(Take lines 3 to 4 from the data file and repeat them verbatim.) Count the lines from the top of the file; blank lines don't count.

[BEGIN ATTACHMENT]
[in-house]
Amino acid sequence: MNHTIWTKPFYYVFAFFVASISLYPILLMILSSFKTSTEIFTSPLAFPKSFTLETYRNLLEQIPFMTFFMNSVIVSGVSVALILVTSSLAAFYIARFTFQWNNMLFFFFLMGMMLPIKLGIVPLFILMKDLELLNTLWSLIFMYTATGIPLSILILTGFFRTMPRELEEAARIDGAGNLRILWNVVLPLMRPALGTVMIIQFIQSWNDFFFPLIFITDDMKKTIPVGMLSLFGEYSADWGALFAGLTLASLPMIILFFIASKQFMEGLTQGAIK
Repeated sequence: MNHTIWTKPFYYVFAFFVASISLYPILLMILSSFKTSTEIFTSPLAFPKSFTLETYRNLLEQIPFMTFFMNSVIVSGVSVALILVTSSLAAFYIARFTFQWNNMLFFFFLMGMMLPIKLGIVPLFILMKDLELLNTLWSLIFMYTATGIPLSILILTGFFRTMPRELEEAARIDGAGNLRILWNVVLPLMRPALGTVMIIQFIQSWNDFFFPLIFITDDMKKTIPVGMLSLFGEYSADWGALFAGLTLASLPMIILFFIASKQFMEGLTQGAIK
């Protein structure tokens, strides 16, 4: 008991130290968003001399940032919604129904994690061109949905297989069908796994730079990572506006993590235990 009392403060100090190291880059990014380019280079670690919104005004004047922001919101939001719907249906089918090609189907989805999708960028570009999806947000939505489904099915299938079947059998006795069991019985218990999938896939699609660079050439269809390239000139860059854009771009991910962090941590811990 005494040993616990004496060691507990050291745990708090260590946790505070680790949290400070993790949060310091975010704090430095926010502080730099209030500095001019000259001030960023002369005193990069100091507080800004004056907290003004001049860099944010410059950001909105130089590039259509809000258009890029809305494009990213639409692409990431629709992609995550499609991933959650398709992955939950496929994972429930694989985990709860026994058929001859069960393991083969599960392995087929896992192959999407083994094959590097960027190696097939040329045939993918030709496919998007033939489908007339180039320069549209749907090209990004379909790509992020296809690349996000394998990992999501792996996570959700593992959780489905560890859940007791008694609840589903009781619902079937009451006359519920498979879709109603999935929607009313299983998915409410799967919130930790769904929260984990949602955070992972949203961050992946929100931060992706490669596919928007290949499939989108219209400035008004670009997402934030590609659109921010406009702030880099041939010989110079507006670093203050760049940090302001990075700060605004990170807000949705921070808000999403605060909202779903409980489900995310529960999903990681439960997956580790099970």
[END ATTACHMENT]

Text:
Repeated sequence: MNHTIWTKPFYYVFAFFVASISLYPILLMILSSFKTSTEIFTSPLAFPKSFTLETYRNLLEQIPFMTFFMNSVIVSGVSVALILVTSSLAAFYIARFTFQWNNMLFFFFLMGMMLPIKLGIVPLFILMKDLELLNTLWSLIFMYTATGIPLSILILTGFFRTMPRELEEAARIDGAGNLRILWNVVLPLMRPALGTVMIIQFIQSWNDFFFPLIFITDDMKKTIPVGMLSLFGEYSADWGALFAGLTLASLPMIILFFIASKQFMEGLTQGAIK
């Protein structure tokens, strides 16, 4: 008991130290968003001399940032919604129904994690061109949905297989069908796994730079990572506006993590235990 009392403060100090190291880059990014380019280079670690919104005004004047922001919101939001719907249906089918090609189907989805999708960028570009999806947000939505489904099915299938079947059998006795069991019985218990999938896939699609660079050439269809390239000139860059854009771009991910962090941590811990 005494040993616990004496060691507990050291745990708090260590946790505070680790949290400070993790949060310091975010704090430095926010502080730099209030500095001019000259001030960023002369005193990069100091507080800004004056907290003004001049860099944010410059950001909105130089590039259509809000258009890029809305494009990213639409692409990431629709992609995550499609991933959650398709992955939950496929994972429930694989985990709860026994058929001859069960393991083969599960392995087929896992192959999407083994094959590097960027190696097939040329045939993918030709496919998007033939489908007339180039320069549209749907090209990004379909790509992020296809690349996000394998990992999501792996996570959700593992959780489905560890859940007791008694609840589903009781619902079937009451006359519920498979879709109603999935929607009313299983998915409410799967919130930790769904929260984990949602955070992972949203961050992946929100931060992706490669596919928007290949499939989108219209400035008004670009997402934030590609659109921010406009702030880099041939010989110079507006670093203050760049940090302001990075700060605004990170807000949705921070808000999403605060909202779903409980489900995310529960999903990681439960997956580790099970």